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Increase children awareness to water issues thanks to a sci-fi book

As some other agents pointed out, I think that educating children to the different important things of our world is the best investment for the future. About water, there is still a lot to do, anywhere in the world, to make people aware of the current problems and future risks.

When I was 11, I read a book called "L'Or bleu" (blue gold) of Danielle Martinigol. The story takes place in the future of Earth, where water has become extremely rare (for instance, Mediteranean see is completely dried).
It is a strong, yet easy to read book. It anticipates what can happen to us if we don't care about water, and also makes us realize what would be life if there was almost no more water. I really think it could be a great thing for Earth future if such book was chosen to be read in schools.

Here is a translation of the summary of the book, with the authorization of the author and her editor :
Bruce, who had always lived aboard orbital settlements around Uranus and Saturn, spends his first holidays on Earth. Launched against his will into a wild chase that leads him to Capri, alongside Bérénice, a young
and beautiful actress, will Bruce discover the truth hidden by those who
hold the supreme power in their hands: water?

Here is a translation of an extract of the book :
Water... The most precious liquid. After the black gold had stirred the blood of men in the previous century, they had learned the value of the
blue gold, the most inestimable of all assets, that of survival.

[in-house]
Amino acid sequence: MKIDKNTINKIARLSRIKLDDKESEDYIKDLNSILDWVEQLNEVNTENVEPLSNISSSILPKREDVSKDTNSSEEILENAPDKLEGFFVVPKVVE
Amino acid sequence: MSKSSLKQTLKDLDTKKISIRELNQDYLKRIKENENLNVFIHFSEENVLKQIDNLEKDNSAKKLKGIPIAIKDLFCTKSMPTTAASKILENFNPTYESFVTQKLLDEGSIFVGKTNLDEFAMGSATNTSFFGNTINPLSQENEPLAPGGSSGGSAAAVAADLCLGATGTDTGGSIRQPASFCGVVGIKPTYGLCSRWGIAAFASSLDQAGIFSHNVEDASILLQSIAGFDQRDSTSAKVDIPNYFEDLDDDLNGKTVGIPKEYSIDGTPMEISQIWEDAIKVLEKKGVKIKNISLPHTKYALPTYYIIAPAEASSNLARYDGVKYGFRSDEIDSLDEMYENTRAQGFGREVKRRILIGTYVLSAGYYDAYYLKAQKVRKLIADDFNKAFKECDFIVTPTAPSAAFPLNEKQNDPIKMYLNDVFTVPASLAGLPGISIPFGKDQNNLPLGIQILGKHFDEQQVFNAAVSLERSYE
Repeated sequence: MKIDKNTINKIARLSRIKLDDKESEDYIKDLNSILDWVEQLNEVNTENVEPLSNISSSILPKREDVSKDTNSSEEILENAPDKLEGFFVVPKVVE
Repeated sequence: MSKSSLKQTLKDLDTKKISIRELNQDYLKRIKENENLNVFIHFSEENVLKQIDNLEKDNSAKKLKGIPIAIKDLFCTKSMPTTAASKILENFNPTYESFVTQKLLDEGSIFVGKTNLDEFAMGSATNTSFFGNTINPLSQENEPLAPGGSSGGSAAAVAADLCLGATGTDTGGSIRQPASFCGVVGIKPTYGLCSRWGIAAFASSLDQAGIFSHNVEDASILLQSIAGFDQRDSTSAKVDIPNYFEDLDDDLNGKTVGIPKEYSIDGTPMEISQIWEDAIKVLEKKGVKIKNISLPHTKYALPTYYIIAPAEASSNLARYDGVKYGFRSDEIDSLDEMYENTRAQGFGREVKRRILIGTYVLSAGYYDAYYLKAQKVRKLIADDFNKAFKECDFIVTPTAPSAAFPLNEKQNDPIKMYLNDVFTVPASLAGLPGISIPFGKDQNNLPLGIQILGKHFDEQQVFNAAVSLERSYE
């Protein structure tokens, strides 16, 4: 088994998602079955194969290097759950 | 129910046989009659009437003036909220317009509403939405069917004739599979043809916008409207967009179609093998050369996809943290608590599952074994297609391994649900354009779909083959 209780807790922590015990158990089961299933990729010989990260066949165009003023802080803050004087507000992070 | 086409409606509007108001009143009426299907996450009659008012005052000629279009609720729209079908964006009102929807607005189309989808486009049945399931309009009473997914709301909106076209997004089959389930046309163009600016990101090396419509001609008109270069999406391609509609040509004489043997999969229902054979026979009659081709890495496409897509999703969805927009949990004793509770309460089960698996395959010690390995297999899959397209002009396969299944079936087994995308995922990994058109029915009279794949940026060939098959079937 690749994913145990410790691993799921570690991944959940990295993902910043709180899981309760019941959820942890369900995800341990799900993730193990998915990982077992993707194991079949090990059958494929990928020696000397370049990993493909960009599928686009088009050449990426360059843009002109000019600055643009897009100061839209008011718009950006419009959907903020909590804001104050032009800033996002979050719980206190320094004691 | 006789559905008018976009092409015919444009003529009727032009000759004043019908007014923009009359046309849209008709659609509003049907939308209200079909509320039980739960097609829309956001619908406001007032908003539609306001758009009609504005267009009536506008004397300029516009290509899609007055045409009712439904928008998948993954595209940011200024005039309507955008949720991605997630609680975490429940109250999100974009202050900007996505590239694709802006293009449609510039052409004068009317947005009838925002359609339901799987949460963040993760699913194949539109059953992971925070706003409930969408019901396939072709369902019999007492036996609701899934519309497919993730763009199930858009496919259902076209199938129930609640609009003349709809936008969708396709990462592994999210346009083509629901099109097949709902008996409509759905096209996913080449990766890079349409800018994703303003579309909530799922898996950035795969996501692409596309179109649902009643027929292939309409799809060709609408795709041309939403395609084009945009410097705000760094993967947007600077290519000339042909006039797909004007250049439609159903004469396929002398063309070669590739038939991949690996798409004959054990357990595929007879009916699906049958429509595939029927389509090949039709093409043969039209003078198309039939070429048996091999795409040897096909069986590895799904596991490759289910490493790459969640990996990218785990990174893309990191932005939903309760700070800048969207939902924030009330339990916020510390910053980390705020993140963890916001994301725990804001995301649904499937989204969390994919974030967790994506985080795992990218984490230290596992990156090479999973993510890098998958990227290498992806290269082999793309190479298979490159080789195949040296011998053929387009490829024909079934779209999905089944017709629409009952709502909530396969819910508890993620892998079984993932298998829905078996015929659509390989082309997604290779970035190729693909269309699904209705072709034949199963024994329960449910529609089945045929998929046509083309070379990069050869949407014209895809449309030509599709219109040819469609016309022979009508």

Vivien was coming out of the tiny bathroom when he heard a strange noise
coming from the landing. Before he had the chance to understand what
was happening, the door shattered. The young man stepped back by
instinct to lean against the wall. Through the smoke and the dust of the
explosion, he saw two figures dressed in moiré-patterned uniforms.

In general, I believe that fiction can help a lot mobilizing people and increasing their awareness on important issues

The author wrote several sci-fi books for children and teenager on ecological issues. Another well known book here is France (my teacher asked me to read it in class) is "Les oubliés de Vulcain", that is about a planet, used by the rest of the galaxy as its garbage.

Views: 92

Tags: act4, book, children, fiction, sci-fi, water

Comment by Chris Ke Sihai on April 27, 2010 at 4:24pm
I think we often underestimate the value of fiction as a means to educate people. I read a lot of SciFi when I was young, and still do so. People like Arthur C Clarke and ursula K LeGuin are visionaries of the highest order, and I would love to see their books being used in schools.

The absolutely most coolest book to read is "The Dispossessed" by Ursula LeGuin, which depicts life on a resource-poor world inhabited people who have chosen to live without government, money, or possessive pronouns. You can use the handkerchief I use, instead of "my" handkerchief. Marvellous stuff!
Comment by A.V.Koshy on April 27, 2010 at 4:29pm
love this post, mak has a project called blue gold about water
Comment by Hanna Brady on April 27, 2010 at 4:50pm
I write fantasy, so I am a bit biased, but I totally agree.